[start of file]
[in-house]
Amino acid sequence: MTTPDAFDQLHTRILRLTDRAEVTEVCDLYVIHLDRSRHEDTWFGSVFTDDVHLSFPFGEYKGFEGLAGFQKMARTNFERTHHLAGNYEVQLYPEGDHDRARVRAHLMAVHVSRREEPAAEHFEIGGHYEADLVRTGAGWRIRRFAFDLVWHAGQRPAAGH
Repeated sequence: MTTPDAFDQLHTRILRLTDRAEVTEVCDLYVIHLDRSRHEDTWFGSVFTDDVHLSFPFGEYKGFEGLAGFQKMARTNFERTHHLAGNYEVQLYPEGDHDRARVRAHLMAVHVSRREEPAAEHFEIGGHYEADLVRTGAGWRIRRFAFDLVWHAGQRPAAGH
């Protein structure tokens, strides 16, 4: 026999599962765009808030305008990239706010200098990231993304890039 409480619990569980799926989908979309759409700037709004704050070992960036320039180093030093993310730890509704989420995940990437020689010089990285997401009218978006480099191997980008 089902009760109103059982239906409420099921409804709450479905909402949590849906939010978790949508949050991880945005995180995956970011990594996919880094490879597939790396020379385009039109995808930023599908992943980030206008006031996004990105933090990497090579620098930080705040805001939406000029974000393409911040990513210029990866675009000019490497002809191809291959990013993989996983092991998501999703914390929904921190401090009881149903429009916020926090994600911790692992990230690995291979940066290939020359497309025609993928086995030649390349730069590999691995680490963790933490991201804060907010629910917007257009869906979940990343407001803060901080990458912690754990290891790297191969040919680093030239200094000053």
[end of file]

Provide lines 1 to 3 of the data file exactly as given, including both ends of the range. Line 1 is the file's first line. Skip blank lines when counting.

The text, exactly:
[in-house]
Amino acid sequence: MTTPDAFDQLHTRILRLTDRAEVTEVCDLYVIHLDRSRHEDTWFGSVFTDDVHLSFPFGEYKGFEGLAGFQKMARTNFERTHHLAGNYEVQLYPEGDHDRARVRAHLMAVHVSRREEPAAEHFEIGGHYEADLVRTGAGWRIRRFAFDLVWHAGQRPAAGH
Repeated sequence: MTTPDAFDQLHTRILRLTDRAEVTEVCDLYVIHLDRSRHEDTWFGSVFTDDVHLSFPFGEYKGFEGLAGFQKMARTNFERTHHLAGNYEVQLYPEGDHDRARVRAHLMAVHVSRREEPAAEHFEIGGHYEADLVRTGAGWRIRRFAFDLVWHAGQRPAAGH